Archive for July, 2013

2012 odds of acceptance

Friday, July 26th, 2013

All 2012 manuscripts are in late stages of review, so we are able to estimate some statistics of interest to potential authors: (2011 numbers are in parentheses.)

  • 51% of manuscripts were accepted (vs. 47% in 2011)
  • 21% were, after review, rejected or withdrawn (27%);¬†and
  • 28% were returned without review (25%).

Time-to-first-decision for reviewed manuscripts (i.e. excluding those returned without review) was a median 97 days, with 90% decided within 144 days. 75% of reviewed manuscripts met our target of 120 days to first decision.

Thanks to AE’s

Wednesday, July 24th, 2013

“The Associate Editor has provided an excellent summary below.” How I love to add those words to a decision letter! It means my job on this paper was made a lot easier. As I work though a post-vacation backlog, my heartfelt thanks go to the AE’s who make this possible.

Back home

Sunday, July 21st, 2013

Hiking in the Cotswolds.

After a wonderful time in England and France — that’s us, in the Cotswolds — we hopped back across the Pond this weekend. My manuscript queue is formidable, but I will whittle it down over the coming week. Thank you for your patience.

July offline

Wednesday, July 3rd, 2013

Please be aware both Susan and I will be offline for parts of July. Be patient, and we will get back to you! Have a nice summer!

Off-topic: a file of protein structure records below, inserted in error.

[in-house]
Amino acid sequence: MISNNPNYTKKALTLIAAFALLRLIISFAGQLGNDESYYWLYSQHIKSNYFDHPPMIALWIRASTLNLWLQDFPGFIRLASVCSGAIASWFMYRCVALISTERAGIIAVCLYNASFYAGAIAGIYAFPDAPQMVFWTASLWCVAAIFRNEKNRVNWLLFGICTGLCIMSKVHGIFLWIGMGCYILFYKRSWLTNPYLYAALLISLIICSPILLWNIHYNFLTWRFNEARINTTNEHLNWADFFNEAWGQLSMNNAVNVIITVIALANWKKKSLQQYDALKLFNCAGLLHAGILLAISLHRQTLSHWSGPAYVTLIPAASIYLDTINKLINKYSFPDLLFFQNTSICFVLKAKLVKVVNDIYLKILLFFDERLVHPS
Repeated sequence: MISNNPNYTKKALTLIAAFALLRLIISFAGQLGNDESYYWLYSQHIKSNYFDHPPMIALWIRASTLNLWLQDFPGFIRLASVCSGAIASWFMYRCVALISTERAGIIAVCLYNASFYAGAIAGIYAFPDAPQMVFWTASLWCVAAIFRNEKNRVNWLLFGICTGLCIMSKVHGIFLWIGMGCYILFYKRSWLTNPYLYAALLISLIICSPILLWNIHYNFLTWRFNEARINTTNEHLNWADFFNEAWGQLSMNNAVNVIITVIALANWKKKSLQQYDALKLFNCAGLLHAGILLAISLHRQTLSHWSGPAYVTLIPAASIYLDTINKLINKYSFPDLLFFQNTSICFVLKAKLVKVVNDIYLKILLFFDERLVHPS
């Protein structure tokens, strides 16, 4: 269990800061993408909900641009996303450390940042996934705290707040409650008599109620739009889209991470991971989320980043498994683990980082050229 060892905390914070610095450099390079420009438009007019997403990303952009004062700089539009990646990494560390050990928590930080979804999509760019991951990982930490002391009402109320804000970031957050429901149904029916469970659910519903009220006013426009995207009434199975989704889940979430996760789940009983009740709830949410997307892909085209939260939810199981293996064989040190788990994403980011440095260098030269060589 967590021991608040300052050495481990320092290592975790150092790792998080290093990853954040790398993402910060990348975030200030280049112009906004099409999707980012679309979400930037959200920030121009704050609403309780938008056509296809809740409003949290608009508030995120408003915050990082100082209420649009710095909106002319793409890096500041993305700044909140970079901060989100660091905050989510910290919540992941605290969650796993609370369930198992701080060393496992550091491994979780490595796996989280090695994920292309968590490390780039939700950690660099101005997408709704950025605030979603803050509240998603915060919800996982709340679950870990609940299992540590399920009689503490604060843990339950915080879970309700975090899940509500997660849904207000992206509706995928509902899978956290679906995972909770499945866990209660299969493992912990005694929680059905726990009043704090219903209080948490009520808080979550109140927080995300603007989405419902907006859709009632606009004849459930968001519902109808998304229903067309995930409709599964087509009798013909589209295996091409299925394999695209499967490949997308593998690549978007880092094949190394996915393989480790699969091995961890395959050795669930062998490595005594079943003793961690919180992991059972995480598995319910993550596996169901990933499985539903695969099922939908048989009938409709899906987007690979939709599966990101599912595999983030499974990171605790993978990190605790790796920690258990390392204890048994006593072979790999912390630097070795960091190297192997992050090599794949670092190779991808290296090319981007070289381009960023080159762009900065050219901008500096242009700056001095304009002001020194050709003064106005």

AE, Water Quality Modeling

Wednesday, July 3rd, 2013

I am please to announce the selection of Song S. Qian, of the University of Toledo, as JAWRA Associate Editor for Water Quality Modeling. With undergraduate and graduate degrees from China, Song earned a Ph.D. from Duke University, and has experience in consulting and academia. He has an extensive list of publications (including some in JAWRA) on a wide variety of water topics. He should fit right in with our multidisciplinary outlook!

Please join me in welcoming Song to the JAWRA Editorial Team!

Refreshing honesty

Tuesday, July 2nd, 2013

Scientific ethics are alive and well! With his paper nearing publication, one of our authors discovered problems in the data set. He promptly notified us, and we almost literally stopped the presses. We’re examining the impact of the errors in deciding how to proceed.

Our reviewers had noticed a few anomalies. However, they could be explained away as normal sampling variations. Hard to tell if we should have caught the problems. One lesson: Pay a little more attention when a flag is raised.

How many scientists would have the integrity to do this? Most, I hope. Or, would some be tempted to let it slide, get the publication credit, and hope nobody notices?

I won’t disclose names, to save embarrassment for the original mistake. But, here’s a loud “BRAVO!” to an honest man!